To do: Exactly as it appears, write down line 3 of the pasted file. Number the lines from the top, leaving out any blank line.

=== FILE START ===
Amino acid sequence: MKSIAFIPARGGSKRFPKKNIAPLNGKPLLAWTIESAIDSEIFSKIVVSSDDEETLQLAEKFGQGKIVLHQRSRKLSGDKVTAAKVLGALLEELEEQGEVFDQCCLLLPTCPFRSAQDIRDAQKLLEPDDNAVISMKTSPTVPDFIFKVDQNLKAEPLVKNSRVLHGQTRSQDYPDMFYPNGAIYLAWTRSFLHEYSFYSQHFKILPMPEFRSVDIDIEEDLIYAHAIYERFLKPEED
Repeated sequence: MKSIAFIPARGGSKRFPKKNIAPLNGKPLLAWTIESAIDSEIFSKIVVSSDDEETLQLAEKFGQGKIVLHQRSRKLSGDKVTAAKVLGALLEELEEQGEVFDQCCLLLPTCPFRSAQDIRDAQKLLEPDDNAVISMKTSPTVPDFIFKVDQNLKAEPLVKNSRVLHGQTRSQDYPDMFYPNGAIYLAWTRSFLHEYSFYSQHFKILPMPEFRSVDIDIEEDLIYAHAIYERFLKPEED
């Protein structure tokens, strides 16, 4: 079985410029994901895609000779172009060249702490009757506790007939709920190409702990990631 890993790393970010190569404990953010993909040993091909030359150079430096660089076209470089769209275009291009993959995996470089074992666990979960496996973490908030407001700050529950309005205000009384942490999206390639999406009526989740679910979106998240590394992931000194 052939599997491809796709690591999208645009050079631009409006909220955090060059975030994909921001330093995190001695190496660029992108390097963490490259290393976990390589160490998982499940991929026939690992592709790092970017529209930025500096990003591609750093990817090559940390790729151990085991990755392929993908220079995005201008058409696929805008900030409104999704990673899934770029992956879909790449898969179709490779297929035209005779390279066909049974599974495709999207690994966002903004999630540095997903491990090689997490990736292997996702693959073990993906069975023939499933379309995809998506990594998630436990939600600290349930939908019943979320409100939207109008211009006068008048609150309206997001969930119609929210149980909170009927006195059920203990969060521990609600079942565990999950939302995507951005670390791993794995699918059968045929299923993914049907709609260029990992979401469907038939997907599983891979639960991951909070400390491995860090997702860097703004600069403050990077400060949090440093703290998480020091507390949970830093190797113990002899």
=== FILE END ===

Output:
């Protein structure tokens, strides 16, 4: 079985410029994901895609000779172009060249702490009757506790007939709920190409702990990631 890993790393970010190569404990953010993909040993091909030359150079430096660089076209470089769209275009291009993959995996470089074992666990979960496996973490908030407001700050529950309005205000009384942490999206390639999406009526989740679910979106998240590394992931000194 052939599997491809796709690591999208645009050079631009409006909220955090060059975030994909921001330093995190001695190496660029992108390097963490490259290393976990390589160490998982499940991929026939690992592709790092970017529209930025500096990003591609750093990817090559940390790729151990085991990755392929993908220079995005201008058409696929805008900030409104999704990673899934770029992956879909790449898969179709490779297929035209005779390279066909049974599974495709999207690994966002903004999630540095997903491990090689997490990736292997996702693959073990993906069975023939499933379309995809998506990594998630436990939600600290349930939908019943979320409100939207109008211009006068008048609150309206997001969930119609929210149980909170009927006195059920203990969060521990609600079942565990999950939302995507951005670390791993794995699918059968045929299923993914049907709609260029990992979401469907038939997907599983891979639960991951909070400390491995860090997702860097703004600069403050990077400060949090440093703290998480020091507390949970830093190797113990002899």